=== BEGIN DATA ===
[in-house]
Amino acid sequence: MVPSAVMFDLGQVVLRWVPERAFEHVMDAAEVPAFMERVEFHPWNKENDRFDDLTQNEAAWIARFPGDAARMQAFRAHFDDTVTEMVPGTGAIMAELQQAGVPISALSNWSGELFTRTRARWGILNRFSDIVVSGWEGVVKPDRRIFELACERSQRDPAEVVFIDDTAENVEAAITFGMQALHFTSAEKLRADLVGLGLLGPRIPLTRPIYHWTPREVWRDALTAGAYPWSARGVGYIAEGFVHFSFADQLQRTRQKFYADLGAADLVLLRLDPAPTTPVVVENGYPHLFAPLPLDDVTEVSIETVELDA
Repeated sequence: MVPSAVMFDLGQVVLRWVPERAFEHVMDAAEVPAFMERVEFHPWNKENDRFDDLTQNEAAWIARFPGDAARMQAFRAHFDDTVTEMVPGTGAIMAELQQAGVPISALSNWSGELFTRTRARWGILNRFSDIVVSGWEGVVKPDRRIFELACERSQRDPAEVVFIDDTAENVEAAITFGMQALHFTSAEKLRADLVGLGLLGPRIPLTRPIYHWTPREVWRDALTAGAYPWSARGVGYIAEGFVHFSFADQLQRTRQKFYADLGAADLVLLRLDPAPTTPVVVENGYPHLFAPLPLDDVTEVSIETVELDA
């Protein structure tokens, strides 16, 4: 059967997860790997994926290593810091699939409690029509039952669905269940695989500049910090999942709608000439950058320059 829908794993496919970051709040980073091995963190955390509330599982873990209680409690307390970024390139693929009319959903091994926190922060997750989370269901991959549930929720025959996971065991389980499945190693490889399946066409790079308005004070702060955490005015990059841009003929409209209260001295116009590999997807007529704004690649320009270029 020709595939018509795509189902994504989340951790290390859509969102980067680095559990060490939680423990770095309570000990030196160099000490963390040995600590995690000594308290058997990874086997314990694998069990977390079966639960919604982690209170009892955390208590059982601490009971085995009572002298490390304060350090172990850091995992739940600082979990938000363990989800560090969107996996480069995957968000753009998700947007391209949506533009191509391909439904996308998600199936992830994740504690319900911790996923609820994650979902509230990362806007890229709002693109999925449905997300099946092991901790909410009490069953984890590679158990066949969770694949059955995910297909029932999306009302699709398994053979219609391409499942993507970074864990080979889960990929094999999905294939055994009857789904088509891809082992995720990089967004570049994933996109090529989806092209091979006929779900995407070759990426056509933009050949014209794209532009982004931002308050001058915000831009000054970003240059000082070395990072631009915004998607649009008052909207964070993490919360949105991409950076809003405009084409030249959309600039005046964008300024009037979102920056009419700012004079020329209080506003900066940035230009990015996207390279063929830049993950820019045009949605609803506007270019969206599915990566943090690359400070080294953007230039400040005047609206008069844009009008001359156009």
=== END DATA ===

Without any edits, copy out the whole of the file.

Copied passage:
[in-house]
Amino acid sequence: MVPSAVMFDLGQVVLRWVPERAFEHVMDAAEVPAFMERVEFHPWNKENDRFDDLTQNEAAWIARFPGDAARMQAFRAHFDDTVTEMVPGTGAIMAELQQAGVPISALSNWSGELFTRTRARWGILNRFSDIVVSGWEGVVKPDRRIFELACERSQRDPAEVVFIDDTAENVEAAITFGMQALHFTSAEKLRADLVGLGLLGPRIPLTRPIYHWTPREVWRDALTAGAYPWSARGVGYIAEGFVHFSFADQLQRTRQKFYADLGAADLVLLRLDPAPTTPVVVENGYPHLFAPLPLDDVTEVSIETVELDA
Repeated sequence: MVPSAVMFDLGQVVLRWVPERAFEHVMDAAEVPAFMERVEFHPWNKENDRFDDLTQNEAAWIARFPGDAARMQAFRAHFDDTVTEMVPGTGAIMAELQQAGVPISALSNWSGELFTRTRARWGILNRFSDIVVSGWEGVVKPDRRIFELACERSQRDPAEVVFIDDTAENVEAAITFGMQALHFTSAEKLRADLVGLGLLGPRIPLTRPIYHWTPREVWRDALTAGAYPWSARGVGYIAEGFVHFSFADQLQRTRQKFYADLGAADLVLLRLDPAPTTPVVVENGYPHLFAPLPLDDVTEVSIETVELDA
């Protein structure tokens, strides 16, 4: 059967997860790997994926290593810091699939409690029509039952669905269940695989500049910090999942709608000439950058320059 829908794993496919970051709040980073091995963190955390509330599982873990209680409690307390970024390139693929009319959903091994926190922060997750989370269901991959549930929720025959996971065991389980499945190693490889399946066409790079308005004070702060955490005015990059841009003929409209209260001295116009590999997807007529704004690649320009270029 020709595939018509795509189902994504989340951790290390859509969102980067680095559990060490939680423990770095309570000990030196160099000490963390040995600590995690000594308290058997990874086997314990694998069990977390079966639960919604982690209170009892955390208590059982601490009971085995009572002298490390304060350090172990850091995992739940600082979990938000363990989800560090969107996996480069995957968000753009998700947007391209949506533009191509391909439904996308998600199936992830994740504690319900911790996923609820994650979902509230990362806007890229709002693109999925449905997300099946092991901790909410009490069953984890590679158990066949969770694949059955995910297909029932999306009302699709398994053979219609391409499942993507970074864990080979889960990929094999999905294939055994009857789904088509891809082992995720990089967004570049994933996109090529989806092209091979006929779900995407070759990426056509933009050949014209794209532009982004931002308050001058915000831009000054970003240059000082070395990072631009915004998607649009008052909207964070993490919360949105991409950076809003405009084409030249959309600039005046964008300024009037979102920056009419700012004079020329209080506003900066940035230009990015996207390279063929830049993950820019045009949605609803506007270019969206599915990566943090690359400070080294953007230039400040005047609206008069844009009008001359156009």